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Malaysian Air Force

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Malaysian Air Force

Royal Malaysian Air Force
Tentera Udara DiRaja Malaysia
تنترا اودارا دراج مليسيا

Founded 2 June 1958[1]
Country  Malaysia
Allegiance King of Malaysia (Yang Di-Pertuan Agong)
Branch Malaysian Armed Forces
Type Air Force
Role Defence and Dominance of Malaysia's airspace and its territory
Size 15,000[2] active personnel
Motto Sentiasa di Angkasaraya (English : Always in the Airspace)
Colors Navy blue, Maya Blue
        
Anniversaries 2 June 1958 (founded)
Engagements Malayan Emergency
Indonesia–Malaysia confrontation
Communist Insurgency War
2013 Lahad Datu standoff
Commanders
Colonel-in-Chief Sultan Ahmad Shah of Pahang
Chief of Air Force General Rodzali Daud
Insignia
Air Force Ensign
Roundel & Fin Flash
Aircraft flown
Attack BAE Hawk Mk.208
Electronic
warfare
Sapura UVA, RJX1 UVA
Fighter Sukhoi Su-30MKM, Boeing F/A-18D Hornet, Mikoyan MiG-29N
Interceptor Northrop F-5E Tiger II (Active Reserve Interceptor)
Patrol Beechcraft Super King Air
Reconnaissance Northrop RF-5
Trainer Aermacchi MB-339, MD3-160 Aerotiga, BAE Hawk Mk.108, Pilatus PC-7 Turbo Trainer, Aérospatiale Alouette III
Transport Lockheed C-130 Hercules, Airbus A400M, CASA CN-235, Sikorsky S-61 Sea King, Eurocopter EC 725, Boeing Business Jet

The Royal Malaysian Air Force (RMAF) (Malay: Tentera Udara DiRaja Malaysia (TUDM); Jawi: تنترا اودارا دراج مليسيا) was formed on 2 June 1958 as the Royal Federation of Malaya Air Force (Tentera Udara Diraja Persekutuan). However, its roots can be traced back to the Malayan Auxiliary Air Force formations of the British Royal Air Force in then colonial British Malaya. Today, the Royal Malaysian Air Force operates a unique mix of modern US, European and Russian-made aircraft.

Early years


The Malaysian air forces trace their lineage to the Malayan Auxiliary Air Force formations of the Royal Air Force raised in 1934. They later transformed into the Straits Settlements Volunteer Air Force and the Malaya Volunteer Air Force formed in 1940 and dissolved in 1942 during the height of the Japanese advance over Malaya. The latter was reestablished in 1950 in time for the Malayan Emergency and contributed very much to the war effort. On 2 June 1958, the MVAF finally became the Royal Federation of Malaya Air Force, this date is celebrated as RMAF Day yearly.

On 25 October 1960, after the end of the Malayan Emergency, the British Royal Air Force handed over their first base in Malaya to the RFMAF, at Simpang Airport; it was established on 1 June 1941, in Sungai Besi, Kuala Lumpur which was formerly part of Selangor and the national capital city.

The first aircraft for the fledgling air force was a Scottish Aviation Twin Pioneer named “Lang Rajawali” by the then Prime Minister Tunku Abdul Rahman. Several Malayans serving with the Royal Air Force transferred to the Royal Federation of Malaya Air Force. The role played by TUDM was limited initially to communications and the support of ground operations against Communist insurgents during the Malayan Emergency. TUDM received its first combat aircraft with the delivery of 20 Canadair CL41G Tebuans (an armed version of the Canadair Tutor trainer). TUDM also received Aérospatiale Alouette III helicopters, to be used in the liaison role.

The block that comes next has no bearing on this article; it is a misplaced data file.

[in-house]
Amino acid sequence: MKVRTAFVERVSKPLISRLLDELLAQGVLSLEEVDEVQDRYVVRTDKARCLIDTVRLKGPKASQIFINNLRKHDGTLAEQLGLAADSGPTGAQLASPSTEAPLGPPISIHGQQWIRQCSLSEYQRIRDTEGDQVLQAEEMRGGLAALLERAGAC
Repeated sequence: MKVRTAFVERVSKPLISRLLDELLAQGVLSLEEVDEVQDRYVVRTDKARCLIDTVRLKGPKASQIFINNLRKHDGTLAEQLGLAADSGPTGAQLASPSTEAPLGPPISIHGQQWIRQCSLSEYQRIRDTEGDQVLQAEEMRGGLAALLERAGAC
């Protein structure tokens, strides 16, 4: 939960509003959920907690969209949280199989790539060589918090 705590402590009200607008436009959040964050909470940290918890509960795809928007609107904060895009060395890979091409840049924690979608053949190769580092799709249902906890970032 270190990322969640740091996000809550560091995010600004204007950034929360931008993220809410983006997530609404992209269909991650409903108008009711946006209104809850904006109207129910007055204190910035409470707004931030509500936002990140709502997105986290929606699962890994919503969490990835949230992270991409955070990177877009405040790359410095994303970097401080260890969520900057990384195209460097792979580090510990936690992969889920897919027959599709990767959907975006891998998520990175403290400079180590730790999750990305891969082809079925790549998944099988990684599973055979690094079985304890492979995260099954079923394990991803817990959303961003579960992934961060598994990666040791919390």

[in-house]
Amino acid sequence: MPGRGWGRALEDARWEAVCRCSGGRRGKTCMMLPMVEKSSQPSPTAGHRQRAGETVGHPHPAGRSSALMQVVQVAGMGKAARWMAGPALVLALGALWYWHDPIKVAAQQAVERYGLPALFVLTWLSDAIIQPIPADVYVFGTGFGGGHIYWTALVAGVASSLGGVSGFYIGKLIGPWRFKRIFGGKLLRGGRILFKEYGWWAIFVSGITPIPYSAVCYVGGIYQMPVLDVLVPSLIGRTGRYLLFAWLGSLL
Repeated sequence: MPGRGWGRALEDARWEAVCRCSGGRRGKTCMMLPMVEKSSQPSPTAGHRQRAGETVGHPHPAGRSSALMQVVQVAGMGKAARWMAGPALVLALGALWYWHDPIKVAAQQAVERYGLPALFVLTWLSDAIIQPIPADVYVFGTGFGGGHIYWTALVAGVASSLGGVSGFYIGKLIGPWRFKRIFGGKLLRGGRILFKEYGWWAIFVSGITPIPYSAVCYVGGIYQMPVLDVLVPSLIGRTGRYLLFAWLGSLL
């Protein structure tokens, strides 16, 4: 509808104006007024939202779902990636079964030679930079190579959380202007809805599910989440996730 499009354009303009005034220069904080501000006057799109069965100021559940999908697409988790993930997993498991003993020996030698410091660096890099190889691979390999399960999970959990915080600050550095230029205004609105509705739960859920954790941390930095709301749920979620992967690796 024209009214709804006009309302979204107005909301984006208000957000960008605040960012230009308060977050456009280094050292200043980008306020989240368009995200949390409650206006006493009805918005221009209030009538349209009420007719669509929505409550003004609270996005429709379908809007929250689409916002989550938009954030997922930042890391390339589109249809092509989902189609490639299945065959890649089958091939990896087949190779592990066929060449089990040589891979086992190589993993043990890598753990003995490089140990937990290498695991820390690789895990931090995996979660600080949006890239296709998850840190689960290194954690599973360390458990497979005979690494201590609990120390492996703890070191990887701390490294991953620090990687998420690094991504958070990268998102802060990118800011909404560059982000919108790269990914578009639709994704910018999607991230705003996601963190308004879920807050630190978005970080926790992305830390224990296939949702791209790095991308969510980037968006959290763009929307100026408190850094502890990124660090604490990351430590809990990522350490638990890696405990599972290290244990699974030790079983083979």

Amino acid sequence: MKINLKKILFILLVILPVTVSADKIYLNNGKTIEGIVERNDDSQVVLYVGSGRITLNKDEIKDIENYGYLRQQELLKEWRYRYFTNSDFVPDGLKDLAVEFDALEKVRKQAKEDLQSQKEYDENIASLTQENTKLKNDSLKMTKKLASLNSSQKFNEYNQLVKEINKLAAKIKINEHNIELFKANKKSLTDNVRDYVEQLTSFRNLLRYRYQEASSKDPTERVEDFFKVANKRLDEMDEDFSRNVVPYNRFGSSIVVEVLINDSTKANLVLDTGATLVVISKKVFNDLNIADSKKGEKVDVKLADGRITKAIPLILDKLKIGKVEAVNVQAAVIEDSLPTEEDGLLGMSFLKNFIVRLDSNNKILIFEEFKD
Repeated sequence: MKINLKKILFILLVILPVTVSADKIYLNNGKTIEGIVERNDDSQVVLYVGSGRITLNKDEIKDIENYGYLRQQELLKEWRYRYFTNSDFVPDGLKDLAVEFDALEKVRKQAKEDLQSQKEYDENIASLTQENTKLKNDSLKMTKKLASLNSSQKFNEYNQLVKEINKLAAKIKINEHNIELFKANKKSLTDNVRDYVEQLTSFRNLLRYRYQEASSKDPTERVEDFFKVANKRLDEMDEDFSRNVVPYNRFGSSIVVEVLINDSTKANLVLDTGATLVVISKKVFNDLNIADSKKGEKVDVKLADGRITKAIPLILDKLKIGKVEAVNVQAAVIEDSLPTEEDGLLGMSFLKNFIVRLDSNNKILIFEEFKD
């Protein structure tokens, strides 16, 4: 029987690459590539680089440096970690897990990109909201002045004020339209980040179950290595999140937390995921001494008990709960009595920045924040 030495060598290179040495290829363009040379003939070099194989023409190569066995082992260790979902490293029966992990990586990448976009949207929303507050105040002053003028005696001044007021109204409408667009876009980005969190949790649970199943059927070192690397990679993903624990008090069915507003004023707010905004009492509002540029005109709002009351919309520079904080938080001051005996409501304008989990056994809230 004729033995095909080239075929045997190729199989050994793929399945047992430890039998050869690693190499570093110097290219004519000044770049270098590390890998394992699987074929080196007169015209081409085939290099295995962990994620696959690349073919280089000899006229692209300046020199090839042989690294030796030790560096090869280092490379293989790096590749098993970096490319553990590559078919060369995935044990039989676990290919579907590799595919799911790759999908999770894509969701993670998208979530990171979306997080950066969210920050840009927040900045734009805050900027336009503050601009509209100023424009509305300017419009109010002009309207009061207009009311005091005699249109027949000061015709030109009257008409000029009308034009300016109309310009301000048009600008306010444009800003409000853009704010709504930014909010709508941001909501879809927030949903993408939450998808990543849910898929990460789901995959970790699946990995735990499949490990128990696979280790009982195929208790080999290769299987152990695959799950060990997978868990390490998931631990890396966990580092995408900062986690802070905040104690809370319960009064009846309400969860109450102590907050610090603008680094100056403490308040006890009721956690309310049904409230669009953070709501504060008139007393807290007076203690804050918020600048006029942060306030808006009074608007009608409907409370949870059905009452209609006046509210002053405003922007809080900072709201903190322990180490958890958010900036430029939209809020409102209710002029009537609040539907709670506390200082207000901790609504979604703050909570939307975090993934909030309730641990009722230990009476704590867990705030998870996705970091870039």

With the formation of the Malaysian Federation on 16 September 1963, the name of the force was changed to "Tentera Udara Diraja Malaysia" or Royal Malaysian Air Force". New types introduced into service included the Handley Page Herald transport and the De Havilland Canada DHC-4 Caribou. TUDM received Sikorsky S-61A-4 helicopters in the late sixties and early seventies which were used in the transport role. TUDM gained an air defence capability when the Australian Government donated 10 ex-RAAF CAC Sabre fighters. These were based at the Butterworth Air Base.

After the withdrawal of British military forces from Malaysia and Singapore at the end of 1971, a five-nation agreement between Malaysia, Singapore, New Zealand, Australia, and the United Kingdom was concluded to ensure defence against external aggression. The Royal Australian Air Force maintained two Mirage IIIO squadrons at the Butterworth Air Base as part of its commitment to the Five Power Defence Agreement. These squadrons were withdrawn in 1986, although occasional deployments of RAAF aircraft continue.

Modernization

With the withdrawal of British military forces, TUDM underwent gradual modernisation from the 1970s to the 1990s. The Sabres were replaced by 16 Northrop F-5E Tiger-IIs. A reconnaissance capability was acquired with the purchase of two RF-5E Tigereye aircraft. TUDM also purchased 88 ex-US Navy Douglas A-4C Skyhawks, of which 40 of the airframes were converted/refurbished by Grumman Aircraft Engineering at Bethpage into the A-4PTM ('Peculiar To Malaysia'), configuration (similar to A-4M standard). TUDM has traditionally looked to the West for its purchases, primarily to the United States. However, limitations imposed by the US on "new technology" to the region, such as the AIM-120 AMRAAM fire-and-forget air-to-air missile, has made TUDM consider purchases from Russia and other non-traditional sources.